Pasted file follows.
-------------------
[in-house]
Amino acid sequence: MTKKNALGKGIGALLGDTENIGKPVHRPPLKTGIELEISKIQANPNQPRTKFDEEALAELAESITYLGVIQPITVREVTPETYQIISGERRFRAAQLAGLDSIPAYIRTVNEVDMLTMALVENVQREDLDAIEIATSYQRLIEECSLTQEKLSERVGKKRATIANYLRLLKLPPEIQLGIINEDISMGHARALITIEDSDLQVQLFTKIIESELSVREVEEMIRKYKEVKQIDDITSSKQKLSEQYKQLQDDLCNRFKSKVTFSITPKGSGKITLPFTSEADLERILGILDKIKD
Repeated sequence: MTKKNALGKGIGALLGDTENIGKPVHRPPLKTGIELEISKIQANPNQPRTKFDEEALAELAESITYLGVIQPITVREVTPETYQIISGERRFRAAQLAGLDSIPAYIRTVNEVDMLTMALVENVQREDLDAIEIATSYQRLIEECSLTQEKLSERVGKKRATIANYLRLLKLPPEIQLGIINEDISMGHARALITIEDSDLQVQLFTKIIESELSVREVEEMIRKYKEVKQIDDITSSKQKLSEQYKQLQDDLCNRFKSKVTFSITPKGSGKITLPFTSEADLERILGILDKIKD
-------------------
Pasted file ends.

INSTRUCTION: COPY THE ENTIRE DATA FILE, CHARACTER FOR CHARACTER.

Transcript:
[in-house]
Amino acid sequence: MTKKNALGKGIGALLGDTENIGKPVHRPPLKTGIELEISKIQANPNQPRTKFDEEALAELAESITYLGVIQPITVREVTPETYQIISGERRFRAAQLAGLDSIPAYIRTVNEVDMLTMALVENVQREDLDAIEIATSYQRLIEECSLTQEKLSERVGKKRATIANYLRLLKLPPEIQLGIINEDISMGHARALITIEDSDLQVQLFTKIIESELSVREVEEMIRKYKEVKQIDDITSSKQKLSEQYKQLQDDLCNRFKSKVTFSITPKGSGKITLPFTSEADLERILGILDKIKD
Repeated sequence: MTKKNALGKGIGALLGDTENIGKPVHRPPLKTGIELEISKIQANPNQPRTKFDEEALAELAESITYLGVIQPITVREVTPETYQIISGERRFRAAQLAGLDSIPAYIRTVNEVDMLTMALVENVQREDLDAIEIATSYQRLIEECSLTQEKLSERVGKKRATIANYLRLLKLPPEIQLGIINEDISMGHARALITIEDSDLQVQLFTKIIESELSVREVEEMIRKYKEVKQIDDITSSKQKLSEQYKQLQDDLCNRFKSKVTFSITPKGSGKITLPFTSEADLERILGILDKIKD